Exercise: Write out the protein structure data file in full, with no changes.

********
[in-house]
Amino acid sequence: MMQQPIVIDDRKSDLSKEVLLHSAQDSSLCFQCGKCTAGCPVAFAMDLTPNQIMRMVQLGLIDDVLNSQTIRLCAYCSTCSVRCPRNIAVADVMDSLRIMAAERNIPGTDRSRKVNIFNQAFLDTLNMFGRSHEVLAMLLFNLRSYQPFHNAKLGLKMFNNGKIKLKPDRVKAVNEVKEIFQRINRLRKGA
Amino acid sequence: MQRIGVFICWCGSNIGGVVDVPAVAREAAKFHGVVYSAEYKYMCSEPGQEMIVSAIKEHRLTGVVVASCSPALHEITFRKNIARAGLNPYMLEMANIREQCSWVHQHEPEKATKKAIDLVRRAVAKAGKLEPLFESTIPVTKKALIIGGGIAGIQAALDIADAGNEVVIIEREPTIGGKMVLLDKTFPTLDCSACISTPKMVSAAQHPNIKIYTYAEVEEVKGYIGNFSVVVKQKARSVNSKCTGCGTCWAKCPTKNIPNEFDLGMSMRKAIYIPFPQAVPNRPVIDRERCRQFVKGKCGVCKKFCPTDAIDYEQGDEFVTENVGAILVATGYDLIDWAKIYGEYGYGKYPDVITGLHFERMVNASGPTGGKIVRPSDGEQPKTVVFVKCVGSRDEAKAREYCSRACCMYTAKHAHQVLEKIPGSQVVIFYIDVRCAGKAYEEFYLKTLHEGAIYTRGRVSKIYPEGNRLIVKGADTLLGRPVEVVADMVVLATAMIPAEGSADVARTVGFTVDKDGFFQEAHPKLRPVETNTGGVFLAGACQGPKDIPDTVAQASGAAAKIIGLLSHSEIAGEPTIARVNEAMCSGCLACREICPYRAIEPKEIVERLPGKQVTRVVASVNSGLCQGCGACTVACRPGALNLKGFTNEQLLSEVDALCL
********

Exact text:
[in-house]
Amino acid sequence: MMQQPIVIDDRKSDLSKEVLLHSAQDSSLCFQCGKCTAGCPVAFAMDLTPNQIMRMVQLGLIDDVLNSQTIRLCAYCSTCSVRCPRNIAVADVMDSLRIMAAERNIPGTDRSRKVNIFNQAFLDTLNMFGRSHEVLAMLLFNLRSYQPFHNAKLGLKMFNNGKIKLKPDRVKAVNEVKEIFQRINRLRKGA
Amino acid sequence: MQRIGVFICWCGSNIGGVVDVPAVAREAAKFHGVVYSAEYKYMCSEPGQEMIVSAIKEHRLTGVVVASCSPALHEITFRKNIARAGLNPYMLEMANIREQCSWVHQHEPEKATKKAIDLVRRAVAKAGKLEPLFESTIPVTKKALIIGGGIAGIQAALDIADAGNEVVIIEREPTIGGKMVLLDKTFPTLDCSACISTPKMVSAAQHPNIKIYTYAEVEEVKGYIGNFSVVVKQKARSVNSKCTGCGTCWAKCPTKNIPNEFDLGMSMRKAIYIPFPQAVPNRPVIDRERCRQFVKGKCGVCKKFCPTDAIDYEQGDEFVTENVGAILVATGYDLIDWAKIYGEYGYGKYPDVITGLHFERMVNASGPTGGKIVRPSDGEQPKTVVFVKCVGSRDEAKAREYCSRACCMYTAKHAHQVLEKIPGSQVVIFYIDVRCAGKAYEEFYLKTLHEGAIYTRGRVSKIYPEGNRLIVKGADTLLGRPVEVVADMVVLATAMIPAEGSADVARTVGFTVDKDGFFQEAHPKLRPVETNTGGVFLAGACQGPKDIPDTVAQASGAAAKIIGLLSHSEIAGEPTIARVNEAMCSGCLACREICPYRAIEPKEIVERLPGKQVTRVVASVNSGLCQGCGACTVACRPGALNLKGFTNEQLLSEVDALCL